Spring brings new life to Maplehurst Farms

While the weather outside may not be the most spring-like, farm animals certainly know the season has arrived and are greeting it in the usual way: by giving birth. It's baby season at Maplehurst Farms in Colpitt's Settlement, near Salisbury, where owners, Jason Beaton and his wife, Stephanie Roberston, and their two children are busy with the new arrivals.

Visitors flock to family farm as birthing season arrives for cows, sheep, pigs and rabbits

One of many baby bunnies born at Maplehurst Farms this spring. (Facebook)

While the weather outside may not be the most spring-like, farm animals certainly know the season has arrived and are greeting it in the usual way: by giving birth.

It's baby season at Maplehurst Farms in Colpitts Settlement, near Salisbury, where owner, Jason Beaton and his wife, Stephanie Roberston, and their two children are busy with the new arrivals.

"We've got some new lambs and some bunnies and some new piglets," said Beaton, speaking to Shift New Brunswick on CBC Radio One.

Baby lambs don't stray too far from their mother at Jason Beaton's farm in Colpitts Settlement. (Facebook)
Spring is "the best time of the year with all the new critters around," he said, with his cows also set to calve any day.

And of course the rabbits breed like, well, rabbits. "They come pretty regularly," Beaton said.

All of this new life has meant for a busy time down on the farm, but not because he's busy with midwifery. Beaton said taking care of all the newborns it's not as much work as one might think.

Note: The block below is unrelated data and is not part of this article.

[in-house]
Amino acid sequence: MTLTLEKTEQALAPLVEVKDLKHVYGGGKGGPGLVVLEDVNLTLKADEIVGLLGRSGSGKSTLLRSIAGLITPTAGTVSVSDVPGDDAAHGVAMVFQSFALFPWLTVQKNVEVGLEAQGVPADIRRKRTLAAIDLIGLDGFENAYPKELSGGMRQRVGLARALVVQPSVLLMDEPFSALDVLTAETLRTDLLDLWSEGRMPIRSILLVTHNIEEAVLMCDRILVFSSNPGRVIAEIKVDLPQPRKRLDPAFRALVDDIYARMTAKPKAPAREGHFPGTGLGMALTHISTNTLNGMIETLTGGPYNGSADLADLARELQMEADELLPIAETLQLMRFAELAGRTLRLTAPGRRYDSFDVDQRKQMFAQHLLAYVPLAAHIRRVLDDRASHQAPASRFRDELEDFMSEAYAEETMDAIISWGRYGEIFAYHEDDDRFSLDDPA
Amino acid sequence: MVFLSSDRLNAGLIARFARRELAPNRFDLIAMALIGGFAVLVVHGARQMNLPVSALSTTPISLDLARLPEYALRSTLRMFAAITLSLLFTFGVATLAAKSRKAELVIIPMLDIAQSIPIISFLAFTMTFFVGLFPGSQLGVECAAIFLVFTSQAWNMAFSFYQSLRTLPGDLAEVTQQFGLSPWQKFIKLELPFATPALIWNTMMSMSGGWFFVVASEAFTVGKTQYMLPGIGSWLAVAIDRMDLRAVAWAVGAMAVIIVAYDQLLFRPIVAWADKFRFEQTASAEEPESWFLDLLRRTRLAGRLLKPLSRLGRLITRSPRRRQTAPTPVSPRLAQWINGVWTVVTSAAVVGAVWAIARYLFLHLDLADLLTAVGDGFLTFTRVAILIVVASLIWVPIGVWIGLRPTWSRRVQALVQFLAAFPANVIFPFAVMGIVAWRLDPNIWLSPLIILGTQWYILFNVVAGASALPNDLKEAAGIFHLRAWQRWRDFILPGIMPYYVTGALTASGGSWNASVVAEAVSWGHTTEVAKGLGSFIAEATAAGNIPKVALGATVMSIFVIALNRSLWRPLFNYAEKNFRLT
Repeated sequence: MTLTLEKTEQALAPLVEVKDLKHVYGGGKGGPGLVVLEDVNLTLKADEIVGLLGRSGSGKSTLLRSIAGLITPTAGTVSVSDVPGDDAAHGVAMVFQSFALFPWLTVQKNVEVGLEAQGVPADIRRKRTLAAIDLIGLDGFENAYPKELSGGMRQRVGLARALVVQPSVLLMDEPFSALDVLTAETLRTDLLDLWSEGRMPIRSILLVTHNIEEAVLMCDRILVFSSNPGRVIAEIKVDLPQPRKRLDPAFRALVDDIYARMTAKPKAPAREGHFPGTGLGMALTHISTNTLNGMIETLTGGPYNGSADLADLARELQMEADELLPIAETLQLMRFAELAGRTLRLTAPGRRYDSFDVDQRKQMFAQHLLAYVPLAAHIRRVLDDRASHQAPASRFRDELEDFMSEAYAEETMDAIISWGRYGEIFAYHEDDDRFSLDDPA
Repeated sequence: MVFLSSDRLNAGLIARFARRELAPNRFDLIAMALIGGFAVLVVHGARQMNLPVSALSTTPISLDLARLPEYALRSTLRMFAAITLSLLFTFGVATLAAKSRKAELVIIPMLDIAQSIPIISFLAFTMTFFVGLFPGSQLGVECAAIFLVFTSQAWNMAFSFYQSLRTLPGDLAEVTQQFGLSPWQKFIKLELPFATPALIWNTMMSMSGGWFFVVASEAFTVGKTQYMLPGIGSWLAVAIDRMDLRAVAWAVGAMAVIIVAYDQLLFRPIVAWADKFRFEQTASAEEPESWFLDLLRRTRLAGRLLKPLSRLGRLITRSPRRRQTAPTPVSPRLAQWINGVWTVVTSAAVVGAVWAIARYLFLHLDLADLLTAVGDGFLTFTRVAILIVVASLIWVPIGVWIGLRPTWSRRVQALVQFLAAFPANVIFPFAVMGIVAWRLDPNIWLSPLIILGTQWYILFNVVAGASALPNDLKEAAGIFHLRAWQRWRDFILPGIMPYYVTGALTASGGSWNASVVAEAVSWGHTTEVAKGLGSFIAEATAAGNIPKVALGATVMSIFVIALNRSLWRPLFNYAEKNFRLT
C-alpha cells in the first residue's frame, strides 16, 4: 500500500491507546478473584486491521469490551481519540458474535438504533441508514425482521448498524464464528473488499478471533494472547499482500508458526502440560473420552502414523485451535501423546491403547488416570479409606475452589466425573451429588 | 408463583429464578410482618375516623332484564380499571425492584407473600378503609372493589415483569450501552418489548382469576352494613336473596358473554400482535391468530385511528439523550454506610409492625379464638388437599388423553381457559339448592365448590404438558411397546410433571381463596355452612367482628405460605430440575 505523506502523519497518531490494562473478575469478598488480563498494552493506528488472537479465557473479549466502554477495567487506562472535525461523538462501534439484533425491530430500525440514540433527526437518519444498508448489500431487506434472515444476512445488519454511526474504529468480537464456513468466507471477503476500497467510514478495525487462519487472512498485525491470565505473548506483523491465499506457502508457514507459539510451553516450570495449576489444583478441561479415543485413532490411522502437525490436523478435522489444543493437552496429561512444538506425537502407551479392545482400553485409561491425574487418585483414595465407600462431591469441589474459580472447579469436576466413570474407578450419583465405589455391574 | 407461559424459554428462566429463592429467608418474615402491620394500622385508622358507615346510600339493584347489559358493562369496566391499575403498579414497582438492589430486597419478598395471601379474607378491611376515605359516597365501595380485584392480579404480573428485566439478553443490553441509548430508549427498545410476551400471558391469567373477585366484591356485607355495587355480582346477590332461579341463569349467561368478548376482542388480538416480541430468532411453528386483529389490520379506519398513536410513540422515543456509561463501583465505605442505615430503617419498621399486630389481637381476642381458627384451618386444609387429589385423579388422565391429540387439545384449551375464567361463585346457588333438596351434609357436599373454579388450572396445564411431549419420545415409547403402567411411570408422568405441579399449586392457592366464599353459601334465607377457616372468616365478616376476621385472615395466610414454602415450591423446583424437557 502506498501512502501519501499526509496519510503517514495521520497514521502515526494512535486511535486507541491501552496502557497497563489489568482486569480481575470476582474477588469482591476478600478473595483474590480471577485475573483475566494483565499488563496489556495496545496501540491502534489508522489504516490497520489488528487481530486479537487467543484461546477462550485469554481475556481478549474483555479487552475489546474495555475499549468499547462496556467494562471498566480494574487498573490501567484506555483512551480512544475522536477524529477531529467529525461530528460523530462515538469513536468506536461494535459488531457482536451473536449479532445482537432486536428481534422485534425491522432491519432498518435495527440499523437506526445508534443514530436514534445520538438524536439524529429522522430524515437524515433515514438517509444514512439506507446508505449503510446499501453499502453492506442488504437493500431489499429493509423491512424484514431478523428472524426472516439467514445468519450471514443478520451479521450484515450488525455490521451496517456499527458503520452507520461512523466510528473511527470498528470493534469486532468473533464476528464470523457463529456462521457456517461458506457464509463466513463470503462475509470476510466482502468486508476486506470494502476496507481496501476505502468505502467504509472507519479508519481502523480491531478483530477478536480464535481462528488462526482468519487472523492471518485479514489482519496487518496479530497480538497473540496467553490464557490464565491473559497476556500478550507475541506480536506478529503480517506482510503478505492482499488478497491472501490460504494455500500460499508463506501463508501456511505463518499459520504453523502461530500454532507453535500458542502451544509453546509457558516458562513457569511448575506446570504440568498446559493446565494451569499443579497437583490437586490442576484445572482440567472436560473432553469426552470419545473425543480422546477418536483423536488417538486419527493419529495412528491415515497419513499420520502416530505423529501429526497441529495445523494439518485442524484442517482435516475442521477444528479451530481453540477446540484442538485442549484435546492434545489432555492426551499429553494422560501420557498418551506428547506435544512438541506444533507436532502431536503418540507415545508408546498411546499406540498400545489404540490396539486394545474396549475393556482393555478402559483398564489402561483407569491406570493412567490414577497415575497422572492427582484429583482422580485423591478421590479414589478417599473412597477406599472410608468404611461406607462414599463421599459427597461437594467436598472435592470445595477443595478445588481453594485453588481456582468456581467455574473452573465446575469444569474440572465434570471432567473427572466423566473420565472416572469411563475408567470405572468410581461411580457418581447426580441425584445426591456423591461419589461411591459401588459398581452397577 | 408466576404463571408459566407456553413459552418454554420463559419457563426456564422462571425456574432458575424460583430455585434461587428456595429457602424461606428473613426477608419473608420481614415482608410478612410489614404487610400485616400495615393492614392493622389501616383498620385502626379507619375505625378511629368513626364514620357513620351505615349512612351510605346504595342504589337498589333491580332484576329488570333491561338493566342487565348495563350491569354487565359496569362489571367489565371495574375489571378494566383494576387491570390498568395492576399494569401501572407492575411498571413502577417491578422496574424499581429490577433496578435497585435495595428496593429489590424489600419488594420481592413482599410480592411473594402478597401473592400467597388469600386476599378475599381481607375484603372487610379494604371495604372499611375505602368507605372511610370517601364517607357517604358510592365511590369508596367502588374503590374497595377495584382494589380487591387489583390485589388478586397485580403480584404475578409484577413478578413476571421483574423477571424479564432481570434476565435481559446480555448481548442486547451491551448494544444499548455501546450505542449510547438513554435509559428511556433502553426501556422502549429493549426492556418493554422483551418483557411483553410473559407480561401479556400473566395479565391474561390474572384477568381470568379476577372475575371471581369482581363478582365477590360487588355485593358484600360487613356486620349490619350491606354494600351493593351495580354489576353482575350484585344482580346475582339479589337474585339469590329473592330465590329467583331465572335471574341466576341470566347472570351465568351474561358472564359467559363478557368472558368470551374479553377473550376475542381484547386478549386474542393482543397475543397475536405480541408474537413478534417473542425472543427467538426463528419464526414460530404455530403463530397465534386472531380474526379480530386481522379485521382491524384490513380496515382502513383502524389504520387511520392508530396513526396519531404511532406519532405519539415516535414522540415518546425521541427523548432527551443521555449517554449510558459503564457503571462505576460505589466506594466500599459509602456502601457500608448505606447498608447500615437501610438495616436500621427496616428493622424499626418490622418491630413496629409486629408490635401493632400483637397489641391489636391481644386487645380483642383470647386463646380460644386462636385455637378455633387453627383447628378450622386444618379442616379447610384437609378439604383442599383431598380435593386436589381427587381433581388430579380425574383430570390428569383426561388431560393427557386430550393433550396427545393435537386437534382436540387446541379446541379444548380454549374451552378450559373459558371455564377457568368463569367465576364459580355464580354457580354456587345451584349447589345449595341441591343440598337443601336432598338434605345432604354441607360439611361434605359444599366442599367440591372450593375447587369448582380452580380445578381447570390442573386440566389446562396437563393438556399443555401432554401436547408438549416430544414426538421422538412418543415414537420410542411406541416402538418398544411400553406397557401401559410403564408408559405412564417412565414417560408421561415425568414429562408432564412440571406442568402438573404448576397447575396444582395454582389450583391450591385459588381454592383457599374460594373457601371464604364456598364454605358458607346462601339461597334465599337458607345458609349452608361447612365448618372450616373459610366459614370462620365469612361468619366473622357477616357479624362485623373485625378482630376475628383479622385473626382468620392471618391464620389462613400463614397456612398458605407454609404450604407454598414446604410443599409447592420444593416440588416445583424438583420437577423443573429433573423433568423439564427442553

"The mothers are fairly self-sustaining. It's pretty neat to see how mothering is ingrained in the animals right from birth."

What does keep them busy is the company: the visitors who come to see the animals and get a chance to hold a piglet or baby bunny.
A sow and her piglets. While the babies only weigh a few pounds, Jason Beaton says the sow can get up to 600 pounds and the boar weighs about 1,000 pounds. (Facebook)

"March break was pretty much a steady stream for us," said Beaton.

"Really, people don't see this stuff anymore. It is a bygone type of farming where people come and they've never seen a full-size pig. That's one thing people always are astounded at is how big pigs get."

Beaton said his boar weighs about 1,000 pounds.

"I'm five-foot-foot-nine and he comes up basically to my sternum. They get big."

Beaton said one sign of spring that hasn't yet arrived is green pasture so the animals can be turned out of the barn they've been living in all winter and start grazing on grass, instead of hay.

"It was actually starting to somewhat green-up in some of the fields and stuff until this last bit of snow, so we're hoping, couple of weeks, maybe three to four weeks tops." 

With files from Shift on CBC Radio One

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